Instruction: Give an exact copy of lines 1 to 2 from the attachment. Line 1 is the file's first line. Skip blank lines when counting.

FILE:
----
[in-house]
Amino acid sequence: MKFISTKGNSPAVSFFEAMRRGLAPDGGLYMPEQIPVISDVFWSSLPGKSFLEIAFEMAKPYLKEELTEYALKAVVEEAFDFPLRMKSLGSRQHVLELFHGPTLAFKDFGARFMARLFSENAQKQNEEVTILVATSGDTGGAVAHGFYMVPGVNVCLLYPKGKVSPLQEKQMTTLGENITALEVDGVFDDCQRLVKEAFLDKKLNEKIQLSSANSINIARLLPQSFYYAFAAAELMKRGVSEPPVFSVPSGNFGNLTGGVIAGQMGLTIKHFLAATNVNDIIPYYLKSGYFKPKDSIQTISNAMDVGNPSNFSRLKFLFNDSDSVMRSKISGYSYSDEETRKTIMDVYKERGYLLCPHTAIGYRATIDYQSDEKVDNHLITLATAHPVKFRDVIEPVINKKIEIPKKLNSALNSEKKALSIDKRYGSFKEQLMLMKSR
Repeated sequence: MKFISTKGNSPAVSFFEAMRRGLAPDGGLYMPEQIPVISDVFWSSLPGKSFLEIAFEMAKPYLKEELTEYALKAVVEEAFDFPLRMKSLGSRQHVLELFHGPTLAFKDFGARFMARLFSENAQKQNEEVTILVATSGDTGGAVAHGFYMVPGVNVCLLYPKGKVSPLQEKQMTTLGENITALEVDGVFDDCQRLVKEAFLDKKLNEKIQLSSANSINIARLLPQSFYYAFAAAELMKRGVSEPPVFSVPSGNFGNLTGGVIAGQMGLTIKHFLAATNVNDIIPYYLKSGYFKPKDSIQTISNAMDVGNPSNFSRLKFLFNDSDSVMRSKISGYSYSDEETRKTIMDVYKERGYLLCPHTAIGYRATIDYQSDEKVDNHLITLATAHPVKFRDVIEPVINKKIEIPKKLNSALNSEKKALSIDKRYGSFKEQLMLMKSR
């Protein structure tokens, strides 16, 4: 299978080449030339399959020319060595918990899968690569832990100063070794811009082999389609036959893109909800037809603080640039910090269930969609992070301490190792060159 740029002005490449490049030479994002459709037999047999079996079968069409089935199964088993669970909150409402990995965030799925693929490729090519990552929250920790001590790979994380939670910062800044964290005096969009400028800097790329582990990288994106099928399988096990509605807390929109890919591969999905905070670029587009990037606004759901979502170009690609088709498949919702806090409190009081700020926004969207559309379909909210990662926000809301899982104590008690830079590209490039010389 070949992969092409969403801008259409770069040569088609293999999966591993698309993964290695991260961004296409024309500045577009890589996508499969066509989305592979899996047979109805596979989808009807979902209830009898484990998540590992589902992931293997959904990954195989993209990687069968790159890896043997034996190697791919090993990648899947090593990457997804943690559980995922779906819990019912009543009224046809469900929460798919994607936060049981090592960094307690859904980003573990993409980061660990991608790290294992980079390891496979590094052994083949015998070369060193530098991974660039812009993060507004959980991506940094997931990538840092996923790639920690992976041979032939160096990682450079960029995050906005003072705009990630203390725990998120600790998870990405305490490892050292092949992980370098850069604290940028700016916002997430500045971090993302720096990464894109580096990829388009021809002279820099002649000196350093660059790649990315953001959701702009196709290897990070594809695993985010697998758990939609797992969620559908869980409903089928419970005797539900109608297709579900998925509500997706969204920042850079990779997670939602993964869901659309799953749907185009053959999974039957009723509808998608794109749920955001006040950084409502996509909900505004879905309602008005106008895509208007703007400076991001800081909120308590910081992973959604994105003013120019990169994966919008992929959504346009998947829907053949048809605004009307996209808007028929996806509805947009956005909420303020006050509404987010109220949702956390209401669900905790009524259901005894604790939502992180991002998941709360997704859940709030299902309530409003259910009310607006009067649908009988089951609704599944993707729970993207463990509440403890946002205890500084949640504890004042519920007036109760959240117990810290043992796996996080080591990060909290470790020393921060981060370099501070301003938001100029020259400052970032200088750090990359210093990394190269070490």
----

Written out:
[in-house]
Amino acid sequence: MKFISTKGNSPAVSFFEAMRRGLAPDGGLYMPEQIPVISDVFWSSLPGKSFLEIAFEMAKPYLKEELTEYALKAVVEEAFDFPLRMKSLGSRQHVLELFHGPTLAFKDFGARFMARLFSENAQKQNEEVTILVATSGDTGGAVAHGFYMVPGVNVCLLYPKGKVSPLQEKQMTTLGENITALEVDGVFDDCQRLVKEAFLDKKLNEKIQLSSANSINIARLLPQSFYYAFAAAELMKRGVSEPPVFSVPSGNFGNLTGGVIAGQMGLTIKHFLAATNVNDIIPYYLKSGYFKPKDSIQTISNAMDVGNPSNFSRLKFLFNDSDSVMRSKISGYSYSDEETRKTIMDVYKERGYLLCPHTAIGYRATIDYQSDEKVDNHLITLATAHPVKFRDVIEPVINKKIEIPKKLNSALNSEKKALSIDKRYGSFKEQLMLMKSR